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I am making a class that i want to declare a variable which hold a function in it and i want to call them after i do some processing on some information.but i don't know how to use property decorator in this situation. i already have this code:

class MyClass:
    def __init__(self):
        self.callback = None
    def run():
        #do something here...
        result = self.callback(result)
        print(result)

def func1(result):
    result = result ** 2
    return result

def func2(result):
    result = result ** 4
    return result


class1 = MyClass()
class1.callback = func1
class1.run()
class1.callback = func2
class1.run()

my question is how i can use @property and @property.setter and @property.getter decorator for self.callback in this code?

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  • 3
    Why do you think you need to use properties at all? What's the problem with the code you have now?
    – jonrsharpe
    Sep 13, 2016 at 15:58
  • thats because i want to learn how to work with property decorator.why it is not good practice to use @property here?
    – Ali SH
    Sep 13, 2016 at 16:21
  • Because you don't need one. There's no point obscuring access to the attribute unless you have validation rules or some other actual reason to do it. And if you just want to learn, why didn't you read a tutorial rather than asking this question?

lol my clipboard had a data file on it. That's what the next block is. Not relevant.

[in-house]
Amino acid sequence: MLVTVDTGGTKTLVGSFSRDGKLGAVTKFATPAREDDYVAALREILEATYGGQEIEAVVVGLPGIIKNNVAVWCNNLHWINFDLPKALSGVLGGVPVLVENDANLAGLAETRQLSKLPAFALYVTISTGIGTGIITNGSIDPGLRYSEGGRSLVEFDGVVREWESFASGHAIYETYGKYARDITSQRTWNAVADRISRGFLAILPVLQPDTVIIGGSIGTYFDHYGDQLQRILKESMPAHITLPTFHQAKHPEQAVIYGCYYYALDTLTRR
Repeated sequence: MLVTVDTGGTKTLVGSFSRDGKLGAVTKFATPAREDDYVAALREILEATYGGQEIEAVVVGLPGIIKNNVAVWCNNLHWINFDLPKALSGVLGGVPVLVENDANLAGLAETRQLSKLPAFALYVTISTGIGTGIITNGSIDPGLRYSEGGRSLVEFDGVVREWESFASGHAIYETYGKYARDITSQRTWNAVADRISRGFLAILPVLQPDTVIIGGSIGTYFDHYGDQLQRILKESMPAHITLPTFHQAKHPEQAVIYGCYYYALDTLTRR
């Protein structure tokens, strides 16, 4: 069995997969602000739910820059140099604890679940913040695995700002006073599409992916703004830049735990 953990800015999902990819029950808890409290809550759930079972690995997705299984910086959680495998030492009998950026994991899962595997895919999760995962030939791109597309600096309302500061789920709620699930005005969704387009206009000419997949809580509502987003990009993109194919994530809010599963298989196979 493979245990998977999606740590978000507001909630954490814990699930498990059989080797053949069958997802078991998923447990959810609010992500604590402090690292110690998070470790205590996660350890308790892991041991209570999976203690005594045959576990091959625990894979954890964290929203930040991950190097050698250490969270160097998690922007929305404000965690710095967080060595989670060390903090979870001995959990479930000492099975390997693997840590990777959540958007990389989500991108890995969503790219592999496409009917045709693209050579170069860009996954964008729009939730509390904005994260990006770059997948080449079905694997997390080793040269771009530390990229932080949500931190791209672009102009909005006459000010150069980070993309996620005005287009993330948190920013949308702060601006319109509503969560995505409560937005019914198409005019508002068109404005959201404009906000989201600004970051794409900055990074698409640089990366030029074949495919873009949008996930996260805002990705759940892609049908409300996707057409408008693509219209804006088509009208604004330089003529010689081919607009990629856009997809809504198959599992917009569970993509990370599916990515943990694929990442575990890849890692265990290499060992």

– jonrsharpe
    Sep 13, 2016 at 16:46
  • oh i see,i read the docs and some tutorials but i seem to misunderstand it.thanks for help
    – Ali SH
    Sep 13, 2016 at 17:12
  • Then a better question would show a minimal reproducible example of what you tried and an explanation of the problem with it. This isn't a tutorial service.
    – jonrsharpe
    Sep 13, 2016 at 17:13

1 Answer 1

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I based on this code don't see a need for properties but here it is anyway.

class MyClass:
    def __init__(self):
        self.__callback = None

    @property
    def cb(self):
        return self.__callback

    @cb.setter
    def cb(self, new_cb):
        self.__callback = new_cb

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